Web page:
function expressions in javaScript

Function expressions (also sometimes called function literals) in javaScript is a way to define a function as an expression rather than a statement, or declaration. Function Expressions have some advantages over function statements (aka declarations), but they are also not necessary a full replacement for function statements. In this post I will be going over some of the ins and outs of function expressions in javaScript, and why they can come in handy now and then.

1 - function expressions in javaScript a basic example

A function expression is a named or unnamed function that can be assigned to a variable using a keyword like var or let. A very basic example of a function expression might look something like this.

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let foo = function () {
return 'bar';
};
console.log( foo() ); // 'bar'

This differs from a function statement that would start with the function keyword followed by an identifier for the function. Function expressions are often used like this, where the function expression is assigned to a variable. However they can also be self executing and return something else to a variable, or not be used with assignment at all.

2 - Named function expressions

It is possible to name function expressions in a similar manner as one would if they where function statements. However the identifier that is assigned to a named function expression can only be used inside the scope of that function expression.

So for example something like this should work.

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let c = 0,
a = function bar() {
console.log(5 + c);
if (c < 5) {
c++;
bar();
}
};
a();

However if the bar method where to be called outside the scope of the function expression it would result in the value undefined being called which of course would result in an error.

3 - Variable hoisting and function expressions

Variable hoisting in javaScript is where a variable can get hoisted up to the top of the variable scope. With function expressions that are assigned to a variable using the var keyword, the variable does get hoisted to the top, but with the value of undefined. This is one of the reasons why many javaScript developers tend to prefer function statements because the identifiers that are used with function statements can be used anywhere within the variable scope.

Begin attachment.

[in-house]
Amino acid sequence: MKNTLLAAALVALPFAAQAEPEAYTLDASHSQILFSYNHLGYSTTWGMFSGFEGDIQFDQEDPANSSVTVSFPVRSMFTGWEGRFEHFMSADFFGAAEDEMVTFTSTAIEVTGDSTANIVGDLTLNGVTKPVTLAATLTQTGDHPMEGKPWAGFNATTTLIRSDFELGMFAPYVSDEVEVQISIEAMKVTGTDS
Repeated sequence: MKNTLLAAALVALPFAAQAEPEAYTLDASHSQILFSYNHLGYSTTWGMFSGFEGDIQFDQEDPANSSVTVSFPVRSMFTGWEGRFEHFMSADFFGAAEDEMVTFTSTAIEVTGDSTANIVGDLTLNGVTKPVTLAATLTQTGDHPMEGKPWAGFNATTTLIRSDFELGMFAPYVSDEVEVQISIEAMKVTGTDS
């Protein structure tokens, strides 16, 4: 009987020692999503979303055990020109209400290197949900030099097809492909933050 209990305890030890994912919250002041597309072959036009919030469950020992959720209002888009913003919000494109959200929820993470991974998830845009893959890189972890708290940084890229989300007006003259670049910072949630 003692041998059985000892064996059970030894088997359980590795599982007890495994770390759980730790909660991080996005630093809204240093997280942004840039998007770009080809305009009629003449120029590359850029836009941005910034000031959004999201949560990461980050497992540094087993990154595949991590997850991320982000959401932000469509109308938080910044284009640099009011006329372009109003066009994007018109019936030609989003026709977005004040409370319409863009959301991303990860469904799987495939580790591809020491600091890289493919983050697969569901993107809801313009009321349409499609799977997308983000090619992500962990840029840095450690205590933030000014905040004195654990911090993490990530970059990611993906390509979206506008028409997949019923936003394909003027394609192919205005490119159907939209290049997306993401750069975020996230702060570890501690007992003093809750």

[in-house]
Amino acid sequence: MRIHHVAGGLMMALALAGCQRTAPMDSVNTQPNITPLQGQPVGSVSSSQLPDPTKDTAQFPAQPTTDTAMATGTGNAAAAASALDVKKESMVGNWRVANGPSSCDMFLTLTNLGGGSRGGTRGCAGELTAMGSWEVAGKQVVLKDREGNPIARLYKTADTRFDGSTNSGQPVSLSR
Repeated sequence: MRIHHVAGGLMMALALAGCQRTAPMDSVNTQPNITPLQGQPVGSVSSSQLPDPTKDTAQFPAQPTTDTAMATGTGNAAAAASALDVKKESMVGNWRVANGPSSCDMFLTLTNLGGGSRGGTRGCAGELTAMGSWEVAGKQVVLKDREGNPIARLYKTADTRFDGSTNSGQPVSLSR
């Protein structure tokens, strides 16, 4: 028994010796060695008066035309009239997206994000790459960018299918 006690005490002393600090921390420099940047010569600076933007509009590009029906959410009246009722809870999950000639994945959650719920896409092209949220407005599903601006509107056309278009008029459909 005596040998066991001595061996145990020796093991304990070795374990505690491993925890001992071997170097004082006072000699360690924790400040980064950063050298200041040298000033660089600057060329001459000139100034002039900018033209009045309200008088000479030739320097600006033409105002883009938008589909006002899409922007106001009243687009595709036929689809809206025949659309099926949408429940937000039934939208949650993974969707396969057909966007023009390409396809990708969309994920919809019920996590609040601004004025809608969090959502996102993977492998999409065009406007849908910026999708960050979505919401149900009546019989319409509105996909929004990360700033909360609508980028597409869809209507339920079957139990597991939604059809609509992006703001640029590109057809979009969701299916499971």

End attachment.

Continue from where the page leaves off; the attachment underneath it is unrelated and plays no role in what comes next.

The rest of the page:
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// a function expression where the bar variable
// is getting hoisted but with the value of undefined
try {
bar(); // ERROR calling undefined
} catch (e) {
console.log(typeof bar); // undefined
}
var bar = function () {
return 'foo';
};
console.log(typeof bar); // function
// with function statements this is not a problem
console.log(foo()); // bar
function foo() {
return 'bar';
};
console.log(foo()); // bar

4 - Using a function expression as an object

So functions are a kind of object in javaScript, so they can be used just like plain old objects.

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var foo = function () {
return 'bar';
};
// function expressions are a kind of object
// and they can be used as such
foo.bar = function () {
return 'foobar';
};
console.log(foo()); // bar
console.log(foo.bar()); // foobar

5 - iife (Immediately Invoked Function Expression)

One of the reasons why function expressions are a little more flexible is that they can be used as iifes or Immediately Invoked Function Expressions. In other words I can define an anonymous function via a function expression and then encapsulate that expression in parenthesis and then call that expression right away. This has many advantages and is often used as a way to create modules.

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var mod = (function () {
let api = function () {
return 'bar';
};
api.bar = function () {
return 'foo';
}
return api;
}
());
console.log(mod()); // 'bar'
console.log(mod.bar()); // 'foo'

6 - Not so typical use case examples of function expressions in javaScript

So I covered some typical use case examples of function expressions, now it is time to cover some weird things that can be done with function expressions. I am not saying any of this is a best practice or not. However maybe this section will help you gain some deeper insight of what is possible with function expressions.

6.1 - Using a function expression as part of a larger expression

I do not run into many situations in which it is call for, but one of the benefits of function expressions is that they can be used as part of a larger expression by doing something like this.

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let foo = true;
let n = 10 + (function () {
if (foo) {
return 38;
}
return 2
}
()) - 6;
console.log(n); // 42

6.2 - Compute a value for an if statement on the fly

So because function expressions can self invoke they can be used as a way to do something like this with if statements.

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if ((function () { return Math.floor(Math.random() * 2)}())) {
console.log('true');
} else {
console.log('false');
}